Bill Defends Dodgy Mandate for Asset Sales.
When it was learned that Bill English was attending a "consultation" hui on the Murihiku Marae (regarding the future of Section 9 in the State Owned Enterprise Act), some of us decided it was an opportunity not to be missed. We organised a protest at the road entrance to the marae and stood with the media and our placards for the arrival of Bill in his BMW. The protest had limited value as the car flashed passed in a few seconds and I doubt if Bill could have read even one of our many messages. The local runaka (runanga), however, were particularly welcoming (as many supported our views) and we were invited in to participate in the proceedings.
Bill explained, and admitted, that because of Section 9 the government, in good faith, had to consult with Iwi about ongoing treaty obligations during the sale process. Once the assets were removed from the SOE Act and into the control of the Public Finance Act, unless the government introduced a particular clause to recognize the Treaty there would be no reference to it. Any introduced treaty obligations would only apply to the government in the "mixed ownership" model and the owners of the other 49% would be exempt.
Bill was asked if this consultation was just a necessary process to enable them to tick it off because there was no way the sales could be stopped from proceeding. This was confirmed in his reply and Bill made it clear that National had campaigned on asset sales and they had a mandate to continue with them. This statement was not received positively by the majority of those present and there were a number of questions about the true value of doing so.
Interestingly Bill took the line that there was greater advantage in selling the assets to generate revenue than to hold onto them for the dividends they produced over the long term. When he was questioned to provide more detail about the annual dividends expected compared to the estimated $5 to $7 billion generated from the sales Bill muttered that he didn't have the exact figures as they were difficult to properly quantify but thought there was only a 2% return currently. This was met with general laughter and disbelief and someone asked rhetorically - if the returns were that low, who would buy?
The New Zealand Maori Council had representation at the hui and a statement from their Chair, Sir Graham Latimer, was distributed. Sir Graham had the view that the sales could not go ahead until the ongoing issues around Maori rights to water had been settled. He believed that because most of the SOEs up for sale were hugely dependent on access to water that there would be future litigation and difficulties if this issue wasn't resolved first. Bill had the view that the same issues existed currently and did not effect the ability for the SOEs to function and any further negotiation could just continue in a similar manner with the new owners.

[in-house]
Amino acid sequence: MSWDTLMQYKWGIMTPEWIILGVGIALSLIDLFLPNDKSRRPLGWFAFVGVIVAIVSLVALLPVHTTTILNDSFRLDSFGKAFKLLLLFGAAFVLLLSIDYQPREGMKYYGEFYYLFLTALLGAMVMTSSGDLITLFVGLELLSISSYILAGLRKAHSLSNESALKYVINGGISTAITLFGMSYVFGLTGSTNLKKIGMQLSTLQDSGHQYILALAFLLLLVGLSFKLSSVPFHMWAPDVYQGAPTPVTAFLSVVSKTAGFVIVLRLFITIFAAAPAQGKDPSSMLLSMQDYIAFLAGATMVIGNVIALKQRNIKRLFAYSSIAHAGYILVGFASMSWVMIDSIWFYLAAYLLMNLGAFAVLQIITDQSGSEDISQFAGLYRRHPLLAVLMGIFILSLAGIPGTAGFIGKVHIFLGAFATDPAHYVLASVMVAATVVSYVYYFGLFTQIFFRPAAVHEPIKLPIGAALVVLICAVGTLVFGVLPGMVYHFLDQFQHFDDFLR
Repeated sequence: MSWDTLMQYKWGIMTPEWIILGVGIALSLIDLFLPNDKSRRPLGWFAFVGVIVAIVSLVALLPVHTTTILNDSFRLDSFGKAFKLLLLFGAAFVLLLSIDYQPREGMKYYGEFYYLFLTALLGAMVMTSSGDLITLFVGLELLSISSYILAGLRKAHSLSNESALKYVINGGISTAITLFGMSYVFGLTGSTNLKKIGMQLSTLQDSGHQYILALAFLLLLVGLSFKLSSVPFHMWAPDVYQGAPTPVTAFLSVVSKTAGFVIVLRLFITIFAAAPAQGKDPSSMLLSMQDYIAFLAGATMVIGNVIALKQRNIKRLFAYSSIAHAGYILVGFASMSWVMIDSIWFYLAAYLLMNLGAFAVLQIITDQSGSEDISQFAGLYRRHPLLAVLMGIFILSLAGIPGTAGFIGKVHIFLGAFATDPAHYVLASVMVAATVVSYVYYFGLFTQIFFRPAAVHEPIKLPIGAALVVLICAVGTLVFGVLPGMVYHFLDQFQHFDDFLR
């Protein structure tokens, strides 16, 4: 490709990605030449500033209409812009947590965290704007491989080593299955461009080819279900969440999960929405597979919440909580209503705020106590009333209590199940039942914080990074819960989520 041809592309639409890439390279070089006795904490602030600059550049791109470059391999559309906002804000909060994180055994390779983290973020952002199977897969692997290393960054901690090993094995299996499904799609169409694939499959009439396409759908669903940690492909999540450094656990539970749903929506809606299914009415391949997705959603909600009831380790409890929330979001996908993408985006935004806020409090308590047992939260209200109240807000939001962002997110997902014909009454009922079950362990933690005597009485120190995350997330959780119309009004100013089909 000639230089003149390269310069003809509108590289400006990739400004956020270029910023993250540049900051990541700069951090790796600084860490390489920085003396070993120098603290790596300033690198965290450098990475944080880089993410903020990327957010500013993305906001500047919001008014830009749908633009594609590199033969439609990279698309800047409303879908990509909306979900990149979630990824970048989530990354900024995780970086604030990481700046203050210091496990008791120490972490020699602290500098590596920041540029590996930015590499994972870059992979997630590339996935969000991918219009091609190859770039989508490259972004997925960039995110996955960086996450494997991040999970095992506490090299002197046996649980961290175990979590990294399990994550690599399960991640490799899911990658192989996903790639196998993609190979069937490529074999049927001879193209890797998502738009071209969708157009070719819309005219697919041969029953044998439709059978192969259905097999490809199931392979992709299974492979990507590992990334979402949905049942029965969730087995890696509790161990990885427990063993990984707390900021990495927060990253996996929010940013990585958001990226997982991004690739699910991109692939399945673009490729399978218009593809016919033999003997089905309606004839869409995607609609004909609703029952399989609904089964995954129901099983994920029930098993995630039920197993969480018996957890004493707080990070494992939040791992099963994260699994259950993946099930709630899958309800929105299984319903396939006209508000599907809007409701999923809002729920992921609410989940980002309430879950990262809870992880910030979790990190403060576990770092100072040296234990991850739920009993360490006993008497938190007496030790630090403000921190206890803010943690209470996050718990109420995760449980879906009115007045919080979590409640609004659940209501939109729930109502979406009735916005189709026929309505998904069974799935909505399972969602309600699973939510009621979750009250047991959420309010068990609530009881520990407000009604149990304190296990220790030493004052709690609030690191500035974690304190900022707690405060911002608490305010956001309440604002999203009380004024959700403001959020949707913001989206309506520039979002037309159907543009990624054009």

I asked a question regarding the government's commitment for progressing sustainable revenue sources rather than opting for short term fixes that would deprive my children of a valuable public asset. I cited the annual $2 billion loss of revenue through providing tax cuts to the wealthy and the government's dependence on Australian Banks that have shifted $9 billion in dividends to Australia over the last few years. Bill answered that by getting some cash to invest in essential infrastructure like schools and hospitals without having to borrow would boost our economy. He ignored my reference to the tax cuts. He suggested that we all could shift banks if we didn't like the Aussie ones but didn't mention that the Government itself uses Westpac to manage their money.
I later asked for clarification on what the legal standing and authority of any treaty clause would be when our free trade agreements would become part of the mix. I cited the concerns with our agreement with China and the secret discussions that are currently occurring within the TPP (Trans Pacific Partnership). Although I know that there can be no legal assurances around protecting treaty obligations within any free trade agreement, Bill shrugged off the question by saying the legal interests of Maori are not under threat. He went on to say how wonderful such agreements were because they opened markets for our exports were were an essential part of our economic viability.
I don't think Bill's performance was convincing or reassuring for those who attended and I felt there were many potential signatories for a petition supporting a binding referendum on the issue.